Establishing an innovative and transnational feed production approach for reduced climate impact of the aquaculture sector and future food supply.
German Institute of Food Technologies (DIL Deutsches Institut für Lebensmitteltechnik e.V.) is responsible for the Life Cycle Analysis and cultivation of A. platensis at larger scale under heterotrophic conditions. The LCA analysis would help to identify the impact of new technological setups of CLIMAQUA in the framework (ISO 14040, ISO 14044, databases, software). This will further provide support for the decision-making process in the context of mitigation of several challenges, such as, side-stream management, sustainable A. platensis biomass cultivation, food insecurity and depletion of natural resources.
CLIMAQUA results in an innovative process for converting and recirculating aquaculture side-streams (sludge and wastewater) in algae (Arthrospira platensis)-based feed production for aquacultures. In conventional aquaculture, feed production is responsible for 50% of greenhouse gas (GHG) emission. The aim is to substantially reduce GHG emission by considering geographic and site-specific characteristics (temperature, sunshine duration etc.) and to design site-specific phototrophic or heterotrophic cultivations for almost completely ingestible feed.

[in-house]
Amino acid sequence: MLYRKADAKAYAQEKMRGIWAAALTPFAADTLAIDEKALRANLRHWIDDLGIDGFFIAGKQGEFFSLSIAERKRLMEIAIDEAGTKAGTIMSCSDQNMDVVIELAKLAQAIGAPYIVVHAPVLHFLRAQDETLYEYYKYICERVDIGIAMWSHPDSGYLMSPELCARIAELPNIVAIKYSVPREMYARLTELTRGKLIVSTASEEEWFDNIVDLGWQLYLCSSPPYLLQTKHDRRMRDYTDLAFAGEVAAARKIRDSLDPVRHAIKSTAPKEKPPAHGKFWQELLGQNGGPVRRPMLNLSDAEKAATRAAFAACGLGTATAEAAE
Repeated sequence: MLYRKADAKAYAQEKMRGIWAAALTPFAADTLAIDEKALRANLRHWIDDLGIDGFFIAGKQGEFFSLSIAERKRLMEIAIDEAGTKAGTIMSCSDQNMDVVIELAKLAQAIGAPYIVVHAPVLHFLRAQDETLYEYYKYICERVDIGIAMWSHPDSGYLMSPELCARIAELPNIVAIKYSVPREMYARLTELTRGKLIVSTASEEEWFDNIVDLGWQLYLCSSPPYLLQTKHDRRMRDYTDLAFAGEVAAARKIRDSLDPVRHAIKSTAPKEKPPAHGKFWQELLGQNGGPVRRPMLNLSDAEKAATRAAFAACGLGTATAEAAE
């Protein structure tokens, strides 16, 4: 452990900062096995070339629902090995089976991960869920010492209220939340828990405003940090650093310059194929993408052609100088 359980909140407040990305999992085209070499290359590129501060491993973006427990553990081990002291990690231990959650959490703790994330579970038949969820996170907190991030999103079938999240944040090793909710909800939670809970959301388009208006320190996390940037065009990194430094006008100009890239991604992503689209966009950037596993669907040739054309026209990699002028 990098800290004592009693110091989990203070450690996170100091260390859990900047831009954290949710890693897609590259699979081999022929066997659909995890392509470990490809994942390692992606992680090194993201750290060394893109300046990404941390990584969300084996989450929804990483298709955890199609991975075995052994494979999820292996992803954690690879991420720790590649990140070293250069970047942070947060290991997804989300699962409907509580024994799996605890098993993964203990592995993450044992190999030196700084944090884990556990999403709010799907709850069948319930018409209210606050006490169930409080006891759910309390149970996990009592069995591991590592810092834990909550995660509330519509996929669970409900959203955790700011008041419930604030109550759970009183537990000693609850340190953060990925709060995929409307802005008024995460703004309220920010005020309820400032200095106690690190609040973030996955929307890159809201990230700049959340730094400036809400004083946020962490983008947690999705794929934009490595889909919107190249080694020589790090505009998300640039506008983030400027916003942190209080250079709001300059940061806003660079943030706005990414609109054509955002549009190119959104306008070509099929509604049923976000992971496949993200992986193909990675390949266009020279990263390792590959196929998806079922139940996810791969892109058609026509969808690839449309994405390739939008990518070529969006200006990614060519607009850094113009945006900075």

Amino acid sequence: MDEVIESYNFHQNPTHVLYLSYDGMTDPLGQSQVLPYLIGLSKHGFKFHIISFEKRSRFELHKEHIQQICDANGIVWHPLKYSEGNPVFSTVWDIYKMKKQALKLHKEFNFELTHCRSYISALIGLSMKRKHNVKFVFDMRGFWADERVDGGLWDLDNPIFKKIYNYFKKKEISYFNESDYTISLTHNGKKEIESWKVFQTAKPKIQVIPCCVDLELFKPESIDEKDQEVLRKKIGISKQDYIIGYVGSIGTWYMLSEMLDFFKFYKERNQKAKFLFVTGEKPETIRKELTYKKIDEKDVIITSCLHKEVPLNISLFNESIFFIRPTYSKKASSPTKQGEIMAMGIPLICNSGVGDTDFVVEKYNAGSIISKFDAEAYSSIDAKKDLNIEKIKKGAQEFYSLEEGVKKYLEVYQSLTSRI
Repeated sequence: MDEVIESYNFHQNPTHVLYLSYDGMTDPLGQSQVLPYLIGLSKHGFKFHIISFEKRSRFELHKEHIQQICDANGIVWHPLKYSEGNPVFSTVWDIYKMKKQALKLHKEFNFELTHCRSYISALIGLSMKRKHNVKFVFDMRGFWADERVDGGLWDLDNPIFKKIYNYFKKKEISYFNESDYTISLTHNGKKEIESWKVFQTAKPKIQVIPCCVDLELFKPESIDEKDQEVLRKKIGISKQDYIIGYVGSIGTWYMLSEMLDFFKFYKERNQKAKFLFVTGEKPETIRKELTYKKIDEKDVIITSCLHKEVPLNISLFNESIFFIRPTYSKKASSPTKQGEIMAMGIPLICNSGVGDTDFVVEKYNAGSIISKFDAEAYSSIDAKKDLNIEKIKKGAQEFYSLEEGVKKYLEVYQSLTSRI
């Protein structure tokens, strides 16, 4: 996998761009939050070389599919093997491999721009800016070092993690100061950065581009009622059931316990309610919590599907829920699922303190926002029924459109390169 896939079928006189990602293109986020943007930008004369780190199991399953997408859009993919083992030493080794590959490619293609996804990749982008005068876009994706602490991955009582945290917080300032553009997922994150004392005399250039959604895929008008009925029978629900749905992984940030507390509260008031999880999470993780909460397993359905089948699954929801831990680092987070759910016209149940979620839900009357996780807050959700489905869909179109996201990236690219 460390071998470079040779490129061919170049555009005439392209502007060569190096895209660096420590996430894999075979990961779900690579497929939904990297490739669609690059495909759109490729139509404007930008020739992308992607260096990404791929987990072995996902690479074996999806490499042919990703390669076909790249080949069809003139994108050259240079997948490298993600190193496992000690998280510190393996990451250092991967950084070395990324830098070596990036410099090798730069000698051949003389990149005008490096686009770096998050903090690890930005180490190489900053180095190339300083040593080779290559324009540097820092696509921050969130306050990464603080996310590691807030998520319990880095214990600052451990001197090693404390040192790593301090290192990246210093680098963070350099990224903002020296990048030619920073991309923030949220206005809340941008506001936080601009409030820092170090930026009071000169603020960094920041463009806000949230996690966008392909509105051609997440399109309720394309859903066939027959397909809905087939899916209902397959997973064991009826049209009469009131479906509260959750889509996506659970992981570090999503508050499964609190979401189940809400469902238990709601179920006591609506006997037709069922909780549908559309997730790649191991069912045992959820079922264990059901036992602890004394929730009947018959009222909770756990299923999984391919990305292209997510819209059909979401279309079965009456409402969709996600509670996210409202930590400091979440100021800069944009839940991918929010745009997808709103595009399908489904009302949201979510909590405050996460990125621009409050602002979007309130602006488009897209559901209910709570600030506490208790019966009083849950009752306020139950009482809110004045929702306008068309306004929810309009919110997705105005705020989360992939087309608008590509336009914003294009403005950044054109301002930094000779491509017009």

CLIMAQUA builds on knowledge gained regarding aquaculture and feed production, and involves partners from Norway, Germany, Kenya and South Africa in order to broaden the applicability, not limiting the approach to a certain geographic area and assessing climate impact of feed production in different climate zones.
The transnational cooperation is characterized by an intense knowledge exchange from the South to the North and vice versa. South Africa and Kenya cope with climate situations challenging the constant supply of food. Norway has established efficient aquaculture food production systems and will work on methods for better utilisation of the side-streams. Further, Norway will develop missing knowledge on how to deal with climate change in the future, while South Africa will learn how to efficiently manage aquaculture side-streams. This cooperation strengthens regional capabilities and contributes to food security under climate change within 1.5 or 2 °C until 2050 and beyond.
Embedded in an assessment of climate impact and an investigation of social (including the stakeholders: Aquaculture farmers, feed and food processors as well as consumers), economic and environmental aspects, regional results gained, information to food demand authorities, the role of food losses and waste management and feedback of stakeholders will be used to further improve resource utilisation efficiency and nutritive quality of produced food in southern and northern parts of the world to strengthen regional food supply.